Yes Man

MPAA Rating: PG-13

Entertainment: +3

Content: -2

Jim Carrey, Zooey Deschanel, Bradley Cooper, Rhys Darby, John Michael Higgins, Danny Masterson, Terence Stamp. Comedy. Written by Nicholas Stoller and Jarrad Paul & Andrew Mogel. Directed by Peyton Reed.

FILM SYNOPSIS: Jim Carrey stars as Carl Allen, a man who signs up for a self-help program based on one simple principle: say yes to everything...and anything. At first, unleashing the power of “yes” transforms Carl’s life in amazing and unexpected ways, but he soon discovers that opening up his life to endless possibilities can have its drawbacks.

PREVIEW REVIEW: It’s a creative idea. Like It’s A Wonderful Life’s George Bailey was given a chance to see what life for others would have been like if he hadn’t been born, Carrey’s Carl gets a second chance to find purpose and happiness, not to mention a great-looking chick half his age.

The Jerry Lewis-like Mr. Carrey is still made of rubber. Though assisted by some CGI and a double working overtime, he still amuses with a buoyant body unbounded by the branches of physics. What’s more, he has mastered the ability to combine slapstick pratfall with sensitive emotion. Thus, he is both funny and real. So too is the movie. What’s more, it reminds us to enjoy life.

From my understanding of God’s Word, our time on Earth will be our one opportunity in eternity to let our faith grow, to trust in God and to serve others through and by faith. But in the Bible, there is also evidence that we are to enjoy His creation. Though we are living in perilous times, let’s still smell the roses and enjoy those around us.

Alas, the film contains an ointment-covered fly. Along with the culture’s acceptance of premarital sex and moviemakers tendency towards the use of crude sexual remarks, the film also contains several uses of the expression, G...d…. Forgive me for putting that in your head, but both the leads use the profanity, along with other cast members. It’s like nails on a chalkboard for me. And every time I hear it, I’m reminded by something inside me that the offense is discussed in the first four of the ten commandments. Before “Thou Shalt not kill” and the others, we are commanded to reverence our God. We’re not living in a time when reverence for anything is a priority – certainly not in the world of today’s cynical comics. Nothing is out of bounds when it comes to humor for these people.

I harp on this offense because I don’t want irreverence toward God to ever be acceptable to the Christian Body. Though we all have said things we regret (no one more so than I), when it is placed on a film’s soundtrack, it remains forever. And it says something about the performer. He or she is unafraid of the consequences. True, God doesn’t seem to be blasting any of them with bolts of lightning. But one day they will stand before Him, hopefully forgiven for the offense, but still it will be something they will regret. Rather than showing respect for the Creator, they belittled Him.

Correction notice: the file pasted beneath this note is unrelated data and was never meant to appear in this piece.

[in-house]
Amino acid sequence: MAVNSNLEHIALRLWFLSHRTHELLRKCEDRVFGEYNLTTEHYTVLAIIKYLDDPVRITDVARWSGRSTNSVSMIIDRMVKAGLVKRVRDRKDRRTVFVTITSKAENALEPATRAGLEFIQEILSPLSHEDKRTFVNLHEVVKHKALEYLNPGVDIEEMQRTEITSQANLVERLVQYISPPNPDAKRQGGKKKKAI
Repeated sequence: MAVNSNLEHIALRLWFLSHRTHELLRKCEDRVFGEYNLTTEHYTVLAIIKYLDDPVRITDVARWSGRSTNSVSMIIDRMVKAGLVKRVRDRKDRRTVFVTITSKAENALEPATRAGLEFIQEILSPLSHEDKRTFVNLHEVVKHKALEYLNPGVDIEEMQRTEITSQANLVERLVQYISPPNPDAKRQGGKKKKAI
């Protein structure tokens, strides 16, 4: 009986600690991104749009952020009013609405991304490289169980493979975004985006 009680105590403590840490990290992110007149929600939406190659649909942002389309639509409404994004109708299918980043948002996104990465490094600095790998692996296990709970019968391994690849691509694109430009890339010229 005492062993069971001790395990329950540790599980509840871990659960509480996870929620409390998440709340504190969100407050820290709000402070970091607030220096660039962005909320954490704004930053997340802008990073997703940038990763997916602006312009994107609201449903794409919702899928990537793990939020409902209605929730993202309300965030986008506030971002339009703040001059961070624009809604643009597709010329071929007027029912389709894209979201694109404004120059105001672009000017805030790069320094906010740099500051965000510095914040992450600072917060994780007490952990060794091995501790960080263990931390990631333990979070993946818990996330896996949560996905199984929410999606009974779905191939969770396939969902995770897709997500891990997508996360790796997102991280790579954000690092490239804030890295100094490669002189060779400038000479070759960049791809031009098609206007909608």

So, should you support a film containing the misuse of God’s name? Your decision. My job is to point out a film’s positives and to give you the reason for the rating. I doubt God is going to hold anything against you because you saw a movie with some bad language. However, I also suspect that He is pleased whenever we try to show respect for Him and others.

DVD Alternative:Groundhog Day. A funny modern-day parable with Bill Murray living the same day over and over, until he realizes his assistant is the girl for him.

Preview Reviewer: Phil Boatwright
Warner Bros/Village Roadshow

The following categories contain objective listings of film content which contribute to the subjective numeric Content ratings posted to the left and on the Home page.

Crude Language: Several crude sexual comments and references.

Obscene Language: Ten or so obscenities, (mostly the s- and f-words).

Profanity: Around seven profanes uses of God’s name or Christ’s.

Violence: Several slapstick situations and pratfalls and dangerous motorcycle stunts that shouldn’t be tried at home; a barroom braw leads to the intoxicated lead getting punched; a realistic looking car crash.

Sex: One sexual situation has an elderly lady coming onto a younger man; though not seen, the old woman performs oral sex on Mr. Carrey’s character.

Nudity: Leaving the hospital in a backless gown, the male lead’s backside is shown; a large group of people are seen sans clothing – the scene is played for laughs, not for sexual reasons.

Sexual Dialogue/Gesture: None

Drugs: Some social drinking; in one scene the lead gets drunk; the female lead plays a singer and performs in a bar.

Other: None

Running Time: 95 minutes
Intended Audience: Teens and Above

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